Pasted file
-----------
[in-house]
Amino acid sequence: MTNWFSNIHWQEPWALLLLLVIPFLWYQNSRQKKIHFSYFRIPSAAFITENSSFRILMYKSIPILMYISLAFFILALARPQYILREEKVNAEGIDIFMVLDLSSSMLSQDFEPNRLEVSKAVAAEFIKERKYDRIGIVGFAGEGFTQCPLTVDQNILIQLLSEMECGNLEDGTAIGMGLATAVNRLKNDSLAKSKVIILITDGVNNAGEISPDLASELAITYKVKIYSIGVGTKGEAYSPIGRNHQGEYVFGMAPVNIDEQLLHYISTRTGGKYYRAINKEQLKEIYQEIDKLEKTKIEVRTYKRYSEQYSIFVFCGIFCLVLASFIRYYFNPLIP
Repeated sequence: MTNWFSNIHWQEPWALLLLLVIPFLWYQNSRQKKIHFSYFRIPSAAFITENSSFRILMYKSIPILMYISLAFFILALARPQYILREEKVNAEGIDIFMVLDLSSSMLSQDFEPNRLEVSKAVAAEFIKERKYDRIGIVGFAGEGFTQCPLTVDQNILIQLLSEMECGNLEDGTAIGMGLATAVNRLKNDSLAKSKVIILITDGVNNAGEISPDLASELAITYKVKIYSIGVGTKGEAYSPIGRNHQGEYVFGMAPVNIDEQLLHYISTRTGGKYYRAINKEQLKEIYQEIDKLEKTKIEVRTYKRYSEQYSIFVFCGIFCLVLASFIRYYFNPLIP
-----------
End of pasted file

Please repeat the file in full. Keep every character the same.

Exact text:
[in-house]
Amino acid sequence: MTNWFSNIHWQEPWALLLLLVIPFLWYQNSRQKKIHFSYFRIPSAAFITENSSFRILMYKSIPILMYISLAFFILALARPQYILREEKVNAEGIDIFMVLDLSSSMLSQDFEPNRLEVSKAVAAEFIKERKYDRIGIVGFAGEGFTQCPLTVDQNILIQLLSEMECGNLEDGTAIGMGLATAVNRLKNDSLAKSKVIILITDGVNNAGEISPDLASELAITYKVKIYSIGVGTKGEAYSPIGRNHQGEYVFGMAPVNIDEQLLHYISTRTGGKYYRAINKEQLKEIYQEIDKLEKTKIEVRTYKRYSEQYSIFVFCGIFCLVLASFIRYYFNPLIP
Repeated sequence: MTNWFSNIHWQEPWALLLLLVIPFLWYQNSRQKKIHFSYFRIPSAAFITENSSFRILMYKSIPILMYISLAFFILALARPQYILREEKVNAEGIDIFMVLDLSSSMLSQDFEPNRLEVSKAVAAEFIKERKYDRIGIVGFAGEGFTQCPLTVDQNILIQLLSEMECGNLEDGTAIGMGLATAVNRLKNDSLAKSKVIILITDGVNNAGEISPDLASELAITYKVKIYSIGVGTKGEAYSPIGRNHQGEYVFGMAPVNIDEQLLHYISTRTGGKYYRAINKEQLKEIYQEIDKLEKTKIEVRTYKRYSEQYSIFVFCGIFCLVLASFIRYYFNPLIP